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UNIT 3

Describing events

N.B. When we write an article about a celebration/event we attended, we can divide it into four paragraphs.
In the first paragraph, we write whatcelebration/event we attended and where and when it took place (place/date/time).
In the second paragraph, we write about thepreparations before the celebration/event (e.g. costumes, food, etc.).
In the third paragraph, we write what happened during the celebration/event.
In the last paragraph, we write how we felt.
We normally use past tenses in such pieces of writing.

Match the city and carnival
The Tibetan Butter Lamp Festival
The Rio Carnival in Brazil
The Dragon Boat Festival
Holi Festival
Venice Carnival


1. _____________________
This festival is by far the largest in the world. Hundreds of thousands of visitors come every year for celebrations before the start of Lent, (a fasting period of forty days before Easter). The carnival takes place in the Sambadrome, a huge new stadium. There, samba schools compete with each other for the best costumes and dancing. They spend a lot of time and money on carnival preparations, making fantastic costumes, masks, decorations, mobile floats and teaching the samba. In the past, the carnival procession was held in the streets of Rio, where beautifully clothes people threw streamers and confetti and danced for four days. Nowadays, the world’s biggest street party has become a pleasure only for those who can afford the entrance fee.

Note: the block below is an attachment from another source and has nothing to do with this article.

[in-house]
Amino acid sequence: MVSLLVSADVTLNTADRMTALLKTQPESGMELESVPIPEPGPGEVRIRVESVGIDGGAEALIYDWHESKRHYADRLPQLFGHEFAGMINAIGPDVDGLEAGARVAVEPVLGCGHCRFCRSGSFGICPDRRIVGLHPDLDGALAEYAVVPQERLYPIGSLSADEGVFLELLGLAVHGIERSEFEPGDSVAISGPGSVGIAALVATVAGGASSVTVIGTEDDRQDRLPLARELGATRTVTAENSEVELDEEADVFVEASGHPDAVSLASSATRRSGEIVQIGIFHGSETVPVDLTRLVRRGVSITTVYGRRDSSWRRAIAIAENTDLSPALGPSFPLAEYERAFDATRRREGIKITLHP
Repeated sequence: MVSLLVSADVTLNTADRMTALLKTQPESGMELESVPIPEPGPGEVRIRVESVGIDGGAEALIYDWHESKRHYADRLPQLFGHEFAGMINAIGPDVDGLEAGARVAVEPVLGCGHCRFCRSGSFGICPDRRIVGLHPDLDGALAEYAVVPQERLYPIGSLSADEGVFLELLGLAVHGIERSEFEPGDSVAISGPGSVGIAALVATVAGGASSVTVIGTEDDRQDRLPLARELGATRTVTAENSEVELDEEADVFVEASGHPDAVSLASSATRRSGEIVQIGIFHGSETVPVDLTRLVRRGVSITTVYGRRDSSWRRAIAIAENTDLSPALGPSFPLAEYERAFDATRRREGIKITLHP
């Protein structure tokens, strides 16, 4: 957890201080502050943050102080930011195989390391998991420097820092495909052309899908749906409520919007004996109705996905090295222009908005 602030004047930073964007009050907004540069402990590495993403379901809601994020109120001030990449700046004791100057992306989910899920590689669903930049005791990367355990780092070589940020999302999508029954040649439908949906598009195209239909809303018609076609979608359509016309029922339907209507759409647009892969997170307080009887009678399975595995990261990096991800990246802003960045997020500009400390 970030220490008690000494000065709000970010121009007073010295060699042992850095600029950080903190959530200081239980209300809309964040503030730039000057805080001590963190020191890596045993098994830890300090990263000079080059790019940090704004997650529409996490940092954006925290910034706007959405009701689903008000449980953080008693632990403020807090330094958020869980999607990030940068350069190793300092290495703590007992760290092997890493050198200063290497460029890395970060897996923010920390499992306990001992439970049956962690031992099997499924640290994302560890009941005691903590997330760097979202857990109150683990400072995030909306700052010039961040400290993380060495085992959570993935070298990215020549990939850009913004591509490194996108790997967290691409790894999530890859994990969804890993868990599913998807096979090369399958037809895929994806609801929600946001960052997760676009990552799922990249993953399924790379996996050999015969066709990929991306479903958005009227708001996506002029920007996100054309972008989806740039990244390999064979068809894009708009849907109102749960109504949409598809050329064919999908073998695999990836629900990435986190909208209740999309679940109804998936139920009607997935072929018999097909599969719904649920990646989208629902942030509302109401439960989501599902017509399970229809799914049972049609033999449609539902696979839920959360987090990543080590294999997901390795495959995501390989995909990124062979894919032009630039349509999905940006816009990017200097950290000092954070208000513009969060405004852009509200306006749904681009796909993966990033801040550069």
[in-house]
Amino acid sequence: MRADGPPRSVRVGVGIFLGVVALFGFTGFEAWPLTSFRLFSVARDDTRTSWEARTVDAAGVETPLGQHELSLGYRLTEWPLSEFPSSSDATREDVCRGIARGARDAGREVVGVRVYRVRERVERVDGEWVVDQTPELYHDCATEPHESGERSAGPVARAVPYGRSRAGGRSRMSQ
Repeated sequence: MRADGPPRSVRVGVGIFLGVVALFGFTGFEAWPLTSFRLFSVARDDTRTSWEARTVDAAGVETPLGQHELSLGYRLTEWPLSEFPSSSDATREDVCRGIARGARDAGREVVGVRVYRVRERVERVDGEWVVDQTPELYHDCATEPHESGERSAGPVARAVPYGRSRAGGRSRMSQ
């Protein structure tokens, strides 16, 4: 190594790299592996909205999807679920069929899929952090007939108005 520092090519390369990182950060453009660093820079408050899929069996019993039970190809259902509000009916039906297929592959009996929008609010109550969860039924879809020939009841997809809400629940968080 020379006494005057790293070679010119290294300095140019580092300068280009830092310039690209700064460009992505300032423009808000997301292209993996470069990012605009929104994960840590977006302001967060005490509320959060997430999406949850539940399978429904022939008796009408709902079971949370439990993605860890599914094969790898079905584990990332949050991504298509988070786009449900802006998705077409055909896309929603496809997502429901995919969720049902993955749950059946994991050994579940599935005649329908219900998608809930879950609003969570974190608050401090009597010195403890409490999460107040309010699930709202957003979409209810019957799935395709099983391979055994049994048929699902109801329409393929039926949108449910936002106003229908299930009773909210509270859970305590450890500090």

2. _______________________
This Carnival is the most internationally known festival celebrated, as well as being one of the oldest. This congregation of masked people, called Carnival, began in the 15th century, but the tradition can be traced back to the beginning of the 14th Century.
During the Carnival period the city offered numerous possibilities for spending money. The choices were various, with activities such as gambling dens, brothels, theatres, cafes, wine shops (licensed and illicit) and restaurants, as well as booths where one could see exotic animals, ropewalkers and jugglers.
The streets of the city were full of people in masks, and no differentiation could be made between nobility and the common people.
In the squares street-artists and singers entertain with songs and music from their guitars, the guests of the Carnival.
Beginning on S. Stefano Day (26th December) costumes were permitted through the entire period of the Carnival (excluding the Festa delle Marie) which ends at the beginning of Lent. There is not much left today of the historical tradition of the Carnival.
In the late 1970’s a popular spirit of the Carnival bloomed wild, young masked gangs started to throw weethstraw and eggs to not masqued people and spontaneous bands were playing everywhere around the city; soon the aggressivity dimmed and city authorities began what is now a celebration of the Carnival, mainly for tourists. Unlike many celebrations of this city that remain almost unknown to the public, this Carnival seems to be thriving as much as it ever did.

3. _______________________________